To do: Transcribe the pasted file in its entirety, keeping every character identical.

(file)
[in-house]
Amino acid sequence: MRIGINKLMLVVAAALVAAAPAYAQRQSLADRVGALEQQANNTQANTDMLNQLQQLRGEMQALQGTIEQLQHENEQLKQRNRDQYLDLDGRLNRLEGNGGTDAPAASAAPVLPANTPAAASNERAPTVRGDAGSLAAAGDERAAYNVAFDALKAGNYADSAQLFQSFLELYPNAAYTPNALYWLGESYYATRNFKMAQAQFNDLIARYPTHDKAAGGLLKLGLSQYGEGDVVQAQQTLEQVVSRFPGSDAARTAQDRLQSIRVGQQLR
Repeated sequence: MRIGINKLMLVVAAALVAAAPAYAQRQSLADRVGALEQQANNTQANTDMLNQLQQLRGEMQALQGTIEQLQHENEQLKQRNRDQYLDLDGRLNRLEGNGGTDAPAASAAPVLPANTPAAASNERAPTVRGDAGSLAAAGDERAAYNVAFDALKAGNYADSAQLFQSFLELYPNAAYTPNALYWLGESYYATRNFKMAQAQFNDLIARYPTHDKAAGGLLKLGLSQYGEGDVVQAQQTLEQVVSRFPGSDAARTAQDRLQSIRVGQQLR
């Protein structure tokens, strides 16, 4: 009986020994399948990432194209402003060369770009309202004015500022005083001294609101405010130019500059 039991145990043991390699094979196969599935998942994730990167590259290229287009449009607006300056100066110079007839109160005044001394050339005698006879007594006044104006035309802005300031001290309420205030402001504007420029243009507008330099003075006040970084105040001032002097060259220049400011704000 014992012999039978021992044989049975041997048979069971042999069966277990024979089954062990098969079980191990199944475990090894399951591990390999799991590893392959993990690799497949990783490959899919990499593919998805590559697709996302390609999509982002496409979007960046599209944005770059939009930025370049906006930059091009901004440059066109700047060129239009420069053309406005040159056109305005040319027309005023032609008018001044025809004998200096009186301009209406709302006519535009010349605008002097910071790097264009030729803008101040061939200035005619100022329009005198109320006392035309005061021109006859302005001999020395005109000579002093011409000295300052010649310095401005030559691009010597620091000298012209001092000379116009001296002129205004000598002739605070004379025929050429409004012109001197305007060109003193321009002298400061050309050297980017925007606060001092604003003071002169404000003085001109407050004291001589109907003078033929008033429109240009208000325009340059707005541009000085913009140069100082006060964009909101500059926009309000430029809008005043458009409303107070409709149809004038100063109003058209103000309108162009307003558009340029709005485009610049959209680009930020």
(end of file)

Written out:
[in-house]
Amino acid sequence: MRIGINKLMLVVAAALVAAAPAYAQRQSLADRVGALEQQANNTQANTDMLNQLQQLRGEMQALQGTIEQLQHENEQLKQRNRDQYLDLDGRLNRLEGNGGTDAPAASAAPVLPANTPAAASNERAPTVRGDAGSLAAAGDERAAYNVAFDALKAGNYADSAQLFQSFLELYPNAAYTPNALYWLGESYYATRNFKMAQAQFNDLIARYPTHDKAAGGLLKLGLSQYGEGDVVQAQQTLEQVVSRFPGSDAARTAQDRLQSIRVGQQLR
Repeated sequence: MRIGINKLMLVVAAALVAAAPAYAQRQSLADRVGALEQQANNTQANTDMLNQLQQLRGEMQALQGTIEQLQHENEQLKQRNRDQYLDLDGRLNRLEGNGGTDAPAASAAPVLPANTPAAASNERAPTVRGDAGSLAAAGDERAAYNVAFDALKAGNYADSAQLFQSFLELYPNAAYTPNALYWLGESYYATRNFKMAQAQFNDLIARYPTHDKAAGGLLKLGLSQYGEGDVVQAQQTLEQVVSRFPGSDAARTAQDRLQSIRVGQQLR
């Protein structure tokens, strides 16, 4: 009986020994399948990432194209402003060369770009309202004015500022005083001294609101405010130019500059 039991145990043991390699094979196969599935998942994730990167590259290229287009449009607006300056100066110079007839109160005044001394050339005698006879007594006044104006035309802005300031001290309420205030402001504007420029243009507008330099003075006040970084105040001032002097060259220049400011704000 014992012999039978021992044989049975041997048979069971042999069966277990024979089954062990098969079980191990199944475990090894399951591990390999799991590893392959993990690799497949990783490959899919990499593919998805590559697709996302390609999509982002496409979007960046599209944005770059939009930025370049906006930059091009901004440059066109700047060129239009420069053309406005040159056109305005040319027309005023032609008018001044025809004998200096009186301009209406709302006519535009010349605008002097910071790097264009030729803008101040061939200035005619100022329009005198109320006392035309005061021109006859302005001999020395005109000579002093011409000295300052010649310095401005030559691009010597620091000298012209001092000379116009001296002129205004000598002739605070004379025929050429409004012109001197305007060109003193321009002298400061050309050297980017925007606060001092604003003071002169404000003085001109407050004291001589109907003078033929008033429109240009208000325009340059707005541009000085913009140069100082006060964009909101500059926009309000430029809008005043458009409303107070409709149809004038100063109003058209103000309108162009307003558009340029709005485009610049959209680009930020």